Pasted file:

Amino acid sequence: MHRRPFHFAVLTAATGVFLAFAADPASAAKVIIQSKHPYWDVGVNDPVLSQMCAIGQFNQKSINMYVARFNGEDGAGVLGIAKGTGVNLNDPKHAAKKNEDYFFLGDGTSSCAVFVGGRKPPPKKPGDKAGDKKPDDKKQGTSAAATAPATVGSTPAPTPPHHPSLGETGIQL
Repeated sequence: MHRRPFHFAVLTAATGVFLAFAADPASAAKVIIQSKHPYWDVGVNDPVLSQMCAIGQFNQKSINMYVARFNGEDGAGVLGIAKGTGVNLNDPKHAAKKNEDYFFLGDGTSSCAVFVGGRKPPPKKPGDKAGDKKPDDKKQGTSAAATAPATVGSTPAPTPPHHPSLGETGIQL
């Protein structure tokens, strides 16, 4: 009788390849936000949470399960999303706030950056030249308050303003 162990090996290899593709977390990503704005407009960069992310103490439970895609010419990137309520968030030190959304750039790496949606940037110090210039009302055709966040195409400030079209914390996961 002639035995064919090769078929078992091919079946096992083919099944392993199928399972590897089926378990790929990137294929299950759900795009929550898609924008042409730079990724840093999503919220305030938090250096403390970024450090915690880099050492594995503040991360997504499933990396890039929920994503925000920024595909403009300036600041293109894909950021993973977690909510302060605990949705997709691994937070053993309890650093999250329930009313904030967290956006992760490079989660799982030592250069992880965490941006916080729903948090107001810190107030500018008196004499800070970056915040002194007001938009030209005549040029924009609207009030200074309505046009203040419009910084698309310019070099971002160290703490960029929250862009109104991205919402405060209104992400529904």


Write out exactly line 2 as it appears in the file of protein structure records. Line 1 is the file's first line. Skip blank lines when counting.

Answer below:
Repeated sequence: MHRRPFHFAVLTAATGVFLAFAADPASAAKVIIQSKHPYWDVGVNDPVLSQMCAIGQFNQKSINMYVARFNGEDGAGVLGIAKGTGVNLNDPKHAAKKNEDYFFLGDGTSSCAVFVGGRKPPPKKPGDKAGDKKPDDKKQGTSAAATAPATVGSTPAPTPPHHPSLGETGIQL